Thursday, October 26, 2006

It Can Be a Gas


While assisting on a carotid endarterectomy (wherein the main artery to the brain is clamped off, opened up, and reamed out) one time during my surgical training, I noticed the anesthesiologist was rummaging around a bit more than usual: opening drawers, drawing up drugs, checking monitors. Finally he casually looked over the ether screen and said to the surgeon, "Jack, you might want to stop what you're doing for a while and push on the man's chest."

* * * * * *

Shortly after I'd arrived in town, the new guy on the block, I told the anesthesiologist assigned to my impending breast biopsy in a frail elderly woman that I'd be happy to inject a bunch of local anesthetic if he thought it would simplify his anesthetic. "I don't need some pipsqueak punk telling me how to do my job," he yelled.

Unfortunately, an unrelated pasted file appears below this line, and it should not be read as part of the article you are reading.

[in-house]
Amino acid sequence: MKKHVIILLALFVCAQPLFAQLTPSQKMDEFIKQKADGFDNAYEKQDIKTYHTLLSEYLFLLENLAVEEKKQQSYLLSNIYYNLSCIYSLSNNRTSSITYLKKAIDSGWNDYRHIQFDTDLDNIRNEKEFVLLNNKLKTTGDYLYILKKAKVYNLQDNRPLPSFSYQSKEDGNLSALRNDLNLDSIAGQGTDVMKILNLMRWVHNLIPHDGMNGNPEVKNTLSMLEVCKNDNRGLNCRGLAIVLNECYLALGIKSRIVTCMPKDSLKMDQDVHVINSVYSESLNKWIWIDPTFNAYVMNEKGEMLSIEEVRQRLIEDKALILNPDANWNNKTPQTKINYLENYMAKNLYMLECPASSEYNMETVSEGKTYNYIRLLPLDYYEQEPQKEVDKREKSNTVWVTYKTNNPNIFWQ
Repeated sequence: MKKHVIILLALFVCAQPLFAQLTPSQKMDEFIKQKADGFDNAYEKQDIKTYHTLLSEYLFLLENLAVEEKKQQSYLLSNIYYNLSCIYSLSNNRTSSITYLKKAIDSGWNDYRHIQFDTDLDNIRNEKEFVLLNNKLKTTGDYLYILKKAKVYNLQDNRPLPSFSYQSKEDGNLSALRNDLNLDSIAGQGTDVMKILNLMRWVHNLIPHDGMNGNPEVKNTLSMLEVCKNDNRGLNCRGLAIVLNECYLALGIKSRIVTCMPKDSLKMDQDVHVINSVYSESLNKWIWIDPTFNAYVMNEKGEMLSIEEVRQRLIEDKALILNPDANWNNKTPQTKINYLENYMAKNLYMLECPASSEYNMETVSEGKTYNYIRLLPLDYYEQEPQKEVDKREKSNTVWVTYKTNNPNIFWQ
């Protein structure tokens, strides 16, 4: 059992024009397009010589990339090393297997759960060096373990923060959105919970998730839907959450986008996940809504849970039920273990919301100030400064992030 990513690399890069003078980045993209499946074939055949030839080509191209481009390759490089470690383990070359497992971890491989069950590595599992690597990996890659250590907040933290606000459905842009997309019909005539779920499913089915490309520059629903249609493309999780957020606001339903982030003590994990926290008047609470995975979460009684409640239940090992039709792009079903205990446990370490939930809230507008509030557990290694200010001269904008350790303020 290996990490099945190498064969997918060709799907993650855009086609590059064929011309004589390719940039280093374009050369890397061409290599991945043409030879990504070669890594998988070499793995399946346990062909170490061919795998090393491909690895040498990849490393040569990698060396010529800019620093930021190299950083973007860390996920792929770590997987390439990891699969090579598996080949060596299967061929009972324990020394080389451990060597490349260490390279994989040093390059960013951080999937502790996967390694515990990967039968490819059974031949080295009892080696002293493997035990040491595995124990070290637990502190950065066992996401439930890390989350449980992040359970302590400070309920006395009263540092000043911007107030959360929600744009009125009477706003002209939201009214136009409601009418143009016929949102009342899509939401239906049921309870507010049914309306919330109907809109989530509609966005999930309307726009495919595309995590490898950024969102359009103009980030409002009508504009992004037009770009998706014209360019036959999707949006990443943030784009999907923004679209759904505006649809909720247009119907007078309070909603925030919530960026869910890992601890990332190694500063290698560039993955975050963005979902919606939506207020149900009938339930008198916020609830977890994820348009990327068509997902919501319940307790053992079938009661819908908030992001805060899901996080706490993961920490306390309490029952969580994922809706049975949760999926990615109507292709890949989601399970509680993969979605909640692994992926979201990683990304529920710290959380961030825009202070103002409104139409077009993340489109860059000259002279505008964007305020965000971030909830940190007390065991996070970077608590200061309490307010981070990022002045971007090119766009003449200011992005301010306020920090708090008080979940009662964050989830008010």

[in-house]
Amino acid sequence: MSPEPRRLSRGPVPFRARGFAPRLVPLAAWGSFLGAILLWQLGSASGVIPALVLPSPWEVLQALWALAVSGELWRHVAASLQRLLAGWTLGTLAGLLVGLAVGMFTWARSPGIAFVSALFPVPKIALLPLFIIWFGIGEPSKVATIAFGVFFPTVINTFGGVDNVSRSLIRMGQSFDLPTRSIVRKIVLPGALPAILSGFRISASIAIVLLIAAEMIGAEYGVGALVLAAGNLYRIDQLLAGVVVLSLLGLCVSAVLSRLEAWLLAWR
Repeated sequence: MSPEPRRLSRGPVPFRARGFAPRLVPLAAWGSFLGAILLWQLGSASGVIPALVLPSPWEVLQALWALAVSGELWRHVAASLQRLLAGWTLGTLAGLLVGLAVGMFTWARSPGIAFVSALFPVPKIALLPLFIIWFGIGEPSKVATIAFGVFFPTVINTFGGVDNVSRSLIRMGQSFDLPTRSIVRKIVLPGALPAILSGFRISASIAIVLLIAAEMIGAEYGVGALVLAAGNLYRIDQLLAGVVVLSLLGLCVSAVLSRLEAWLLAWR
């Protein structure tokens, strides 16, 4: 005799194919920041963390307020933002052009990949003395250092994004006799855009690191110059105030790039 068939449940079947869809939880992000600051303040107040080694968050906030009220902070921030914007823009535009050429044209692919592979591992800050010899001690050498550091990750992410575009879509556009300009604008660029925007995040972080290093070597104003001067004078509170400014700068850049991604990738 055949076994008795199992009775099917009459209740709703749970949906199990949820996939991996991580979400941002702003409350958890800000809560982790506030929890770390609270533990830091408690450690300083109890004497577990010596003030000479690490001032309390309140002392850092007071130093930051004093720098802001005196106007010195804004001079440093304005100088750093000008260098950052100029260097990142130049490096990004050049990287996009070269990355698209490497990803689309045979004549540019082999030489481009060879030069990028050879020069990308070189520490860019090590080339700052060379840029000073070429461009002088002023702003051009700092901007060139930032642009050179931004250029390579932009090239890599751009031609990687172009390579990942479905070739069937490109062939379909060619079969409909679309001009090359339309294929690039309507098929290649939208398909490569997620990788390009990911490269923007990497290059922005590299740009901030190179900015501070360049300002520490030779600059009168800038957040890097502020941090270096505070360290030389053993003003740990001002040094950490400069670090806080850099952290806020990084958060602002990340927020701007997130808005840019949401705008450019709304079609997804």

* * * * * * *

In the middle of a big case during which the patient's heart had become erratic, the nurse anesthetist seemed a bit flustered. "Think you should call Dr X (the nurses always worked under the direct supervision of an MD anesthesiologist) to come in," I asked? "He's out on his boat," she replied.

* * * * * *

Debbie the Nurse gives the anesthesia quite frequently for the obesity surgery operations in which I participate of late. Those patients, being quite large and often having associated medical problems, present some unique intra-operative management issues, especially since most are scheduled to go home the same day. More than any of the other anesthetists, nurseoid or doctoroid, Debbie the Nurse can be counted on to have the patient awake and devoid of a breathing tube as the case finishes up.

* * * * * *